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Contact: John Dell’Osso, 415-464-5135
Contact: Dr. Sarah Allen, 415-464-5187
Point Reyes National Seashore has the largest breeding colony of harbor seals in California. Resting and pupping harbor seals come onshore in various parts of the park particularly in Tomales Bay, Tomales Point, Double Point, and Drakes Estero. Several hundred seals congregate within the Estero and numerous seals assemble near the mouth of Tomales Bay on tidal sand bars off Dillon Beach. Drakes Estero is one of the largest mainland pupping sites in California.
From March 15 through June 30, an annual closure of Drakes Estero is implemented to protect the harbor seals during this most sensitive time of year. The closure applies to kayak and canoe usage but is applicable to surfers, windsurfers, and other water sport users around harbor seal colonies in the area. The National Park Service asks park visitors to avoid disturbing seals to ensure a successful pupping season. Research has demonstrated that harbor seal populations rapidly decline when disturbed during the breeding season.
Last year, about 3,000 harbor seals were counted, 1,342 of which were pups, which marked good productivity for the colony rebounding from the previous two years. The Seashore staff is conducting long-term monitoring throughout the Seashore to gain further scientific knowledge on this species.
The east side of Hog Island in Tomales Bay is also terrestrial resting site for harbor seals and seabirds’ year round. Harbor seals haul out on the sand bar at Hog Island throughout the year but are most abundant during the winter when their preferred prey, Pacific herring, spawn in Tomales Bay. During the spring months, females with pups may also haul out there. To ensure that harbor seals are not disturbed, visitors are asked to stay at least 100 yards (300 feet) away from resting seals. It is also strongly advised that visitors never pick up a seal pup which may look abandoned.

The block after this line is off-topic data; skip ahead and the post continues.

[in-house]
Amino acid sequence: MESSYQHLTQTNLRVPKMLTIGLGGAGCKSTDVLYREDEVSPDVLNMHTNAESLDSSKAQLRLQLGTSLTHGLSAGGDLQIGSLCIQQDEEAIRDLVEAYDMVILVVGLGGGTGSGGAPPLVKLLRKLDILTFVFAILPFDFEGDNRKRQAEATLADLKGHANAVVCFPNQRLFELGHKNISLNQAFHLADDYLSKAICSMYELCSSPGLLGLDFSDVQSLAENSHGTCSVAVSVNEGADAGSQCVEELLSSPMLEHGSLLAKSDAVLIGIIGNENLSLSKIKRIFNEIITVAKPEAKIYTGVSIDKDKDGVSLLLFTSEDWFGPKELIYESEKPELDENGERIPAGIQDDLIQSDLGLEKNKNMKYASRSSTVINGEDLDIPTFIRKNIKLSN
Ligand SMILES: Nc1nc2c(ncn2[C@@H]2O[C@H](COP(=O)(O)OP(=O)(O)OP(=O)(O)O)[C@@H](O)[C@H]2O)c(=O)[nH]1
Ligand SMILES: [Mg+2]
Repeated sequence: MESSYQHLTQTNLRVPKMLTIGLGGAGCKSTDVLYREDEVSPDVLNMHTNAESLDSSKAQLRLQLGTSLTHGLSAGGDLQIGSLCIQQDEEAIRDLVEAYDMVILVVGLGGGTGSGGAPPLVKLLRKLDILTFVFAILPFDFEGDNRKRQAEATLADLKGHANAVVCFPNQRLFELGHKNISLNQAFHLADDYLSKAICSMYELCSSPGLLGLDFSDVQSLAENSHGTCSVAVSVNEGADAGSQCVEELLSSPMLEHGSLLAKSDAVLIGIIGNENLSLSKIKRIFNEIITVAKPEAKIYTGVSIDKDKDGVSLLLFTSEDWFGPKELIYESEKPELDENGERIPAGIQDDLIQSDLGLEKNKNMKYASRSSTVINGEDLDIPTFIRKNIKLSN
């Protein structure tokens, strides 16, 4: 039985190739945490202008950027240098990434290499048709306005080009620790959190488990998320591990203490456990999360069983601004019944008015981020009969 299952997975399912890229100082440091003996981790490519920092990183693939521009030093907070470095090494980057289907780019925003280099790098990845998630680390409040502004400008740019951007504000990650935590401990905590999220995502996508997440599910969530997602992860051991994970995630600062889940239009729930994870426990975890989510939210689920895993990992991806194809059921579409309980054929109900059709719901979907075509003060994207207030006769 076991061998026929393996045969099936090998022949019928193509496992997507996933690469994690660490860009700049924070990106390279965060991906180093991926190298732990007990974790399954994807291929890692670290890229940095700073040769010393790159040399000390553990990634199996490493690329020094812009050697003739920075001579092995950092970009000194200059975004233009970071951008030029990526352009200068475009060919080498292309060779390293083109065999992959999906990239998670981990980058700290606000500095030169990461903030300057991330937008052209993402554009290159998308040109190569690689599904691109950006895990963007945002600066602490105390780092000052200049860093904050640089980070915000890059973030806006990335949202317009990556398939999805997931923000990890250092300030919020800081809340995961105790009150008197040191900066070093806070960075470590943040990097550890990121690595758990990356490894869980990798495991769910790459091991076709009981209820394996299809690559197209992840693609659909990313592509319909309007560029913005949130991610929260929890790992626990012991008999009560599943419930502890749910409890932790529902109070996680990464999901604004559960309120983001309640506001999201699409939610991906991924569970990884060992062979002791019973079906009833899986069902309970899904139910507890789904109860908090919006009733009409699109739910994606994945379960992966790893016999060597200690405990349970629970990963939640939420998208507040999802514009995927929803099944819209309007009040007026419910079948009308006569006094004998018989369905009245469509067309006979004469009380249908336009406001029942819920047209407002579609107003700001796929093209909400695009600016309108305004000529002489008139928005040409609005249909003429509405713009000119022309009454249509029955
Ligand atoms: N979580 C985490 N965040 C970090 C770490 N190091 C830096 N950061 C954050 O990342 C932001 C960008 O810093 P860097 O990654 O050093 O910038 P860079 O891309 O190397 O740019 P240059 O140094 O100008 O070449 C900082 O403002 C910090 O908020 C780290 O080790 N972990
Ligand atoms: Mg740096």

A few species of seabirds roost on Hog Island including brown pelicans, which occur in Tomales Bay during the summer and fall months of the year. They forage on various species of small schooling fish that congregate in Tomales Bay.
Both harbor seals and brown pelicans are protected and therefore, it is unlawful to disturb them while they are resting onshore. Harbor seals are protected under the Marine Mammal Protection Act of 1972, and brown pelicans are listed as federally-endangered species.